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  1. Biased Face Recognition Technology Used by Government: A Problem for Liberal Democracy.Michael Gentzel - 2021 - Philosophy and Technology 34 (4):1639-1663.
    This paper presents a novel philosophical analysis of the problem of law enforcement’s use of biased face recognition technology in liberal democracies. FRT programs used by law enforcement in identifying crime suspects are substantially more error-prone on facial images depicting darker skin tones and females as compared to facial images depicting Caucasian males. This bias can lead to citizens being wrongfully investigated by police along racial and gender lines. The author develops and defends “A Liberal Argument Against Biased FRT,” which (...)
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  • The Impact of Artificial Intelligence on Jobs and Work in New Zealand.James Maclaurin, Colin Gavaghan & Alistair Knott - 2021 - Wellington, New Zealand: New Zealand Law Foundation.
    Artificial Intelligence (AI) is a diverse technology. It is already having significant effects on many jobs and sectors of the economy and over the next ten to twenty years it will drive profound changes in the way New Zealanders live and work. Within the workplace AI will have three dominant effects. This report (funded by the New Zealand Law Foundation) addresses: Chapter 1 Defining the Technology of Interest; Chapter 2 The changing nature and value of work; Chapter 3 AI and (...)
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  • Limits of Trust in Medical AI.Joshua James Hatherley - 2020 - Journal of Medical Ethics 46 (7):478-481.
    Artificial intelligence is expected to revolutionise the practice of medicine. Recent advancements in the field of deep learning have demonstrated success in variety of clinical tasks: detecting diabetic retinopathy from images, predicting hospital readmissions, aiding in the discovery of new drugs, etc. AI’s progress in medicine, however, has led to concerns regarding the potential effects of this technology on relationships of trust in clinical practice. In this paper, I will argue that there is merit to these concerns, since AI systems (...)
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  • Shared Decision‐Making and Maternity Care in the Deep Learning Age: Acknowledging and Overcoming Inherited Defeaters.Keith Begley, Cecily Begley & Valerie Smith - 2021 - Journal of Evaluation in Clinical Practice 27 (3):497–503.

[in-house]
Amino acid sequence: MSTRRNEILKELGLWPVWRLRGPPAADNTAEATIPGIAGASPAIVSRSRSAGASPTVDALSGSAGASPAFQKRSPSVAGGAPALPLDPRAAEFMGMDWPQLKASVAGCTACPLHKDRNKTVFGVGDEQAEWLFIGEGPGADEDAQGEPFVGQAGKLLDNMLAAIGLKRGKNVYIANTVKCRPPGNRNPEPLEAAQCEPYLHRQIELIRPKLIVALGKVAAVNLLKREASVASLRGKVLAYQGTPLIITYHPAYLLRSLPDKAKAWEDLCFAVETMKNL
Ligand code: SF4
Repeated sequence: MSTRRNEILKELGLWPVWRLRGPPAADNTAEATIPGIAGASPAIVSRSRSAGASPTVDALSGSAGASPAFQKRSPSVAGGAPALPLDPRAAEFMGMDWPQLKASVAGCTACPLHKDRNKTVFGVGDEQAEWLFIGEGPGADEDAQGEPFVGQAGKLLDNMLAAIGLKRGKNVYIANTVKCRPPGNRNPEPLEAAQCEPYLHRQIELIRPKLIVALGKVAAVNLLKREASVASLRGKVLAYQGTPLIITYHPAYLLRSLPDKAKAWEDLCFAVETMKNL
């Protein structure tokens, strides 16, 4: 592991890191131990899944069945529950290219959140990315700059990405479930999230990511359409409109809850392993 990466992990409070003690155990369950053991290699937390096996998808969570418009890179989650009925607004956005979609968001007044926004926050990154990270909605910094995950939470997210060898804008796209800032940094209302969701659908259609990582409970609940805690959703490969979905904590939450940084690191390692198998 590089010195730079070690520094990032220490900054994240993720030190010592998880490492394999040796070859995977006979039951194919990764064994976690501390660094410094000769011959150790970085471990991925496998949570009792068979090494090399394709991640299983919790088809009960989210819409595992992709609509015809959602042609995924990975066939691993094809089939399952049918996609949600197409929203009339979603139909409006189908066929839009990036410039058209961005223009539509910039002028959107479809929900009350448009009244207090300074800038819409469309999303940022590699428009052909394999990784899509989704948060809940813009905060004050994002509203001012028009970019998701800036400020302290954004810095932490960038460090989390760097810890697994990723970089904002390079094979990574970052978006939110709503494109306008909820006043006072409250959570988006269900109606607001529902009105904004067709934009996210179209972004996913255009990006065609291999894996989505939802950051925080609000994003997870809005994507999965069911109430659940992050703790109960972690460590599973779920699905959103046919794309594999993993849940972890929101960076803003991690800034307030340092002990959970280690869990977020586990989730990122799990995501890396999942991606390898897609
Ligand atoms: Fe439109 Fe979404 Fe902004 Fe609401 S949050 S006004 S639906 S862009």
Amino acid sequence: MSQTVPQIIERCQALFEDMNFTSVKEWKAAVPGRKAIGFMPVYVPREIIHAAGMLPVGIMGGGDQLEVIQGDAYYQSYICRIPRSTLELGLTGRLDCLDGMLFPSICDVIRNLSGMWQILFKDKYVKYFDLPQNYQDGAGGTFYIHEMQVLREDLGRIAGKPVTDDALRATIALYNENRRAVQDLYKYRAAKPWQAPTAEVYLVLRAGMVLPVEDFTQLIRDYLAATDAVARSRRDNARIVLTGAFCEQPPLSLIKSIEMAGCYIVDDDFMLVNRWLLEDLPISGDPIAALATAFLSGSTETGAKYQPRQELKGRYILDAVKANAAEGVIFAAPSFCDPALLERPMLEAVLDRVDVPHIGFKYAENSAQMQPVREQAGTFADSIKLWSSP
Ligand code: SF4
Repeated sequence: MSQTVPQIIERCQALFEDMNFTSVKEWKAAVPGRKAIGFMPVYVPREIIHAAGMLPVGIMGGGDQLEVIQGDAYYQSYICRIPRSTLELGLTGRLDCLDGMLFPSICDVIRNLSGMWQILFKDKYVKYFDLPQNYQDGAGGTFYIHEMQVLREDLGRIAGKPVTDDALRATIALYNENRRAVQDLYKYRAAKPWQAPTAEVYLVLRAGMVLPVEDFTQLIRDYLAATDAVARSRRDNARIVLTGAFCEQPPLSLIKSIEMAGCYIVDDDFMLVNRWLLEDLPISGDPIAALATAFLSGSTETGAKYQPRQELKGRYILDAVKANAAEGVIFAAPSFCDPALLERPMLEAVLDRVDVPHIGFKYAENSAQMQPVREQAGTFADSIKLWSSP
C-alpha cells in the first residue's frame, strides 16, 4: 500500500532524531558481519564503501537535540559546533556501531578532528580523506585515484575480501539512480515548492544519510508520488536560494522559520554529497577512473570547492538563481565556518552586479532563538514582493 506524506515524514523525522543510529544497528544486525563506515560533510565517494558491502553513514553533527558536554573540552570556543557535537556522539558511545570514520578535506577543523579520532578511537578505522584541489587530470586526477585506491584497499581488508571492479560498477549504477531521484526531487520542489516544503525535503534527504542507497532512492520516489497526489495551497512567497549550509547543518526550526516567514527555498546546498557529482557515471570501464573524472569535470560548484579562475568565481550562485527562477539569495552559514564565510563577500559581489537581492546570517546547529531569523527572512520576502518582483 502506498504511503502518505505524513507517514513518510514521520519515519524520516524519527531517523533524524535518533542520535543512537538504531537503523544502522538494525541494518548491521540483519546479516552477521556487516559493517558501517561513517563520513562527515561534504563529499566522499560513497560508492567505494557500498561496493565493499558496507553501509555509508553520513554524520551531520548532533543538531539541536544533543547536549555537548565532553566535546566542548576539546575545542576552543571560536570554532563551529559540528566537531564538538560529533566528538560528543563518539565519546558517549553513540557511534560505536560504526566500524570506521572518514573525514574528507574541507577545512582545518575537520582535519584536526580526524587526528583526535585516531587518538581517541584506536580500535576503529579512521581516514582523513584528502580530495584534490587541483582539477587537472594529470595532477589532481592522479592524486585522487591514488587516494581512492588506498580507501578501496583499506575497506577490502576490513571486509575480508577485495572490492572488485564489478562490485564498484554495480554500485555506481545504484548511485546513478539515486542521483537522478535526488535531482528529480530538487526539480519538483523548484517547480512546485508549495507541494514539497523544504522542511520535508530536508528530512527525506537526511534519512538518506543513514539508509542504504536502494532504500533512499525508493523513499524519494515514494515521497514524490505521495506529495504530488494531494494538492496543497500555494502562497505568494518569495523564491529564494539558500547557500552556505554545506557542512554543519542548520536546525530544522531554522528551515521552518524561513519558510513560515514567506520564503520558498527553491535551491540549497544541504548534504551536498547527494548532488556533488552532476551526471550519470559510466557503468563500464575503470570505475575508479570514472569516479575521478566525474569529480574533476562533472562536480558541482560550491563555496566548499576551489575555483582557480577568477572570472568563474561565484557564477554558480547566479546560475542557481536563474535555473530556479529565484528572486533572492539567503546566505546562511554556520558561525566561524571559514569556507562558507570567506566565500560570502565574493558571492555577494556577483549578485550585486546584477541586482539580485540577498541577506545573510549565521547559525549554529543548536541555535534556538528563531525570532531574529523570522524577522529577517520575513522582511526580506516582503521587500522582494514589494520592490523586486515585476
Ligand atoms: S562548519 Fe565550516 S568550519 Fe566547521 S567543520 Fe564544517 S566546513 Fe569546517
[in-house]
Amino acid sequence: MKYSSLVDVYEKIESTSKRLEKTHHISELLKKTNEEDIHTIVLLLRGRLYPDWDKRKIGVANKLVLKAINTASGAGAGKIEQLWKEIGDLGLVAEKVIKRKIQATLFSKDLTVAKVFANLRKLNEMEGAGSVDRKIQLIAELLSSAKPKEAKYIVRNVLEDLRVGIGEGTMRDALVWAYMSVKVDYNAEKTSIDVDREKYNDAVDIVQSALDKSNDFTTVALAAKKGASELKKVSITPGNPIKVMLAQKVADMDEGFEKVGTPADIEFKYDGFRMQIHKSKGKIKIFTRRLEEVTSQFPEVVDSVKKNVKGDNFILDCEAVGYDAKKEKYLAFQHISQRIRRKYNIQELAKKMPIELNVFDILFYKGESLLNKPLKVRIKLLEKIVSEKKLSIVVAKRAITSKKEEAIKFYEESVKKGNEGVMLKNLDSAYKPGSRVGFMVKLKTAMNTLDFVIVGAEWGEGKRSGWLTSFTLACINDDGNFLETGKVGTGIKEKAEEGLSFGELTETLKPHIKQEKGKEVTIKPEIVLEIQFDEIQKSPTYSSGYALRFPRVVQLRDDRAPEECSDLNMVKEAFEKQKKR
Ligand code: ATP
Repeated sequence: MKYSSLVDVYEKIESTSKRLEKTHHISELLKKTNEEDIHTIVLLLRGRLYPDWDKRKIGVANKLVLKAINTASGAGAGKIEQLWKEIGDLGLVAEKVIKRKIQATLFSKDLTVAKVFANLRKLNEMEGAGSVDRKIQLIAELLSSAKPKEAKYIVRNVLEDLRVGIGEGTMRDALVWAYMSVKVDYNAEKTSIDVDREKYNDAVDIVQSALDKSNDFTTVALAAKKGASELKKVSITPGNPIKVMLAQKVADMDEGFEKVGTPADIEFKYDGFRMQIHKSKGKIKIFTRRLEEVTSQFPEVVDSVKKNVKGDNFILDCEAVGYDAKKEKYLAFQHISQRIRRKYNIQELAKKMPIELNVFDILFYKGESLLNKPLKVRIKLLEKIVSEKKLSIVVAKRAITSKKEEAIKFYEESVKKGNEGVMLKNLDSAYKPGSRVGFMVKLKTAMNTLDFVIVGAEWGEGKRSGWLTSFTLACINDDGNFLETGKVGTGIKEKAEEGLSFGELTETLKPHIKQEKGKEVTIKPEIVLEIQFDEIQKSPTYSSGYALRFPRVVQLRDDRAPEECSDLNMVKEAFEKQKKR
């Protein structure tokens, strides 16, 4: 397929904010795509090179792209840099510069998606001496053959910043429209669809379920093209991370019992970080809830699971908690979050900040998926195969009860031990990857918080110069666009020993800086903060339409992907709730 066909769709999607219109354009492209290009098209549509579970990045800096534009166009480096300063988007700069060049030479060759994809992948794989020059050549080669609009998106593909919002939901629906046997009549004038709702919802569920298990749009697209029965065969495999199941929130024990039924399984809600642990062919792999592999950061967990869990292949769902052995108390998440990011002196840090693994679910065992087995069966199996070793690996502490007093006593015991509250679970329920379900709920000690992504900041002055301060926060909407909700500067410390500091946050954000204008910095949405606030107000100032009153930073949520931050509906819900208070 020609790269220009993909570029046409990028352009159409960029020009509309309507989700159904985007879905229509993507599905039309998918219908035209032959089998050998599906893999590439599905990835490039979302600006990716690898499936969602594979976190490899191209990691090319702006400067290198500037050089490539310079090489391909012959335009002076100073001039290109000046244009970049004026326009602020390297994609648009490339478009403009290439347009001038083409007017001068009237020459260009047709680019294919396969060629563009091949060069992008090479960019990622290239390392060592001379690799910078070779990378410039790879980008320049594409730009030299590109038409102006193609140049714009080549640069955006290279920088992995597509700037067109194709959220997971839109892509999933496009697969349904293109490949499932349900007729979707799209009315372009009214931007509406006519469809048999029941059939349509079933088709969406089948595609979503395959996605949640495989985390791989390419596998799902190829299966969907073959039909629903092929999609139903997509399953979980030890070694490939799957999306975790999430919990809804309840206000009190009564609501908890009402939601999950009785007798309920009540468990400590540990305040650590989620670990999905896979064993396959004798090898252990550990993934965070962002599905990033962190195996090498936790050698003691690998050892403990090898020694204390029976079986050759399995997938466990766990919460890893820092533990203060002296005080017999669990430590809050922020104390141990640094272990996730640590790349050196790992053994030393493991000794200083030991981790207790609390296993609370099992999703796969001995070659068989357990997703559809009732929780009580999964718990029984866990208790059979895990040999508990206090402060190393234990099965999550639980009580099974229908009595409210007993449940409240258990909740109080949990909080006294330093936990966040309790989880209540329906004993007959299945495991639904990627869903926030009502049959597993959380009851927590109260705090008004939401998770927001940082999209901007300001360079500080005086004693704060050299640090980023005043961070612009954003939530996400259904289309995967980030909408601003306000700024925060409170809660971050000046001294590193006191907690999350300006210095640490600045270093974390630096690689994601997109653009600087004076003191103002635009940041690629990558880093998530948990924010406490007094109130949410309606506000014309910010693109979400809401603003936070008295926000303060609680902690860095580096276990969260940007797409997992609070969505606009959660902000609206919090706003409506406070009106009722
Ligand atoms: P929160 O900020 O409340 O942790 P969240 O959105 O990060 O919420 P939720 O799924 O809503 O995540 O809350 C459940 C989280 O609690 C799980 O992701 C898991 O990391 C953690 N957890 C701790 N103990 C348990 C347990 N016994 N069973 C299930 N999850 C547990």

In recent years there has been an explosion of interest in Artificial Intelligence (AI) both in health care and academic philosophy. This has been due mainly to the rise of effective machine learning and deep learning algorithms, together with increases in data collection and processing power, which have made rapid progress in many areas. However, use of this technology has brought with it philosophical issues and practical problems, in particular, epistemic and ethical. In this paper the authors, with backgrounds in (...)
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  • From Clinical Decision Support to Clinical Reasoning Support Systems.Sophie Baalen, Mieke Boon & Petra Verhoef - 2021 - Journal of Evaluation in Clinical Practice 27 (3):520-528.
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  • Randomised Controlled Trials in Medical AI: Ethical Considerations.Thomas Grote - forthcoming - Journal of Medical Ethics:medethics-2020-107166.
    In recent years, there has been a surge of high-profile publications on applications of artificial intelligence systems for medical diagnosis and prognosis. While AI provides various opportunities for medical practice, there is an emerging consensus that the existing studies show considerable deficits and are unable to establish the clinical benefit of AI systems. Hence, the view that the clinical benefit of AI systems needs to be studied in clinical trials—particularly randomised controlled trials —is gaining ground. However, an issue that has (...)
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  • Design Publicity of Black Box Algorithms: A Support to the Epistemic and Ethical Justifications of Medical AI Systems.Andrea Ferrario - forthcoming - Journal of Medical Ethics:medethics-2021-107482.
    In their article ‘Who is afraid of black box algorithms? On the epistemological and ethical basis of trust in medical AI’, Durán and Jongsma discuss the epistemic and ethical challenges raised by black box algorithms in medical practice. The opacity of black box algorithms is an obstacle to the trustworthiness of their outcomes. Moreover, the use of opaque algorithms is not normatively justified in medical practice. The authors introduce a formalism, called computational reliabilism, which allows generating justified beliefs on the (...)
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  • AI Support for Ethical Decision-Making Around Resuscitation: Proceed with Care.Nikola Biller-Andorno, Andrea Ferrario, Susanne Joebges, Tanja Krones, Federico Massini, Phyllis Barth, Georgios Arampatzis & Michael Krauthammer - forthcoming - Journal of Medical Ethics:medethics-2020-106786.
    Artificial intelligence systems are increasingly being used in healthcare, thanks to the high level of performance that these systems have proven to deliver. So far, clinical applications have focused on diagnosis and on prediction of outcomes. It is less clear in what way AI can or should support complex clinical decisions that crucially depend on patient preferences. In this paper, we focus on the ethical questions arising from the design, development and deployment of AI systems to support decision-making around cardiopulmonary (...)
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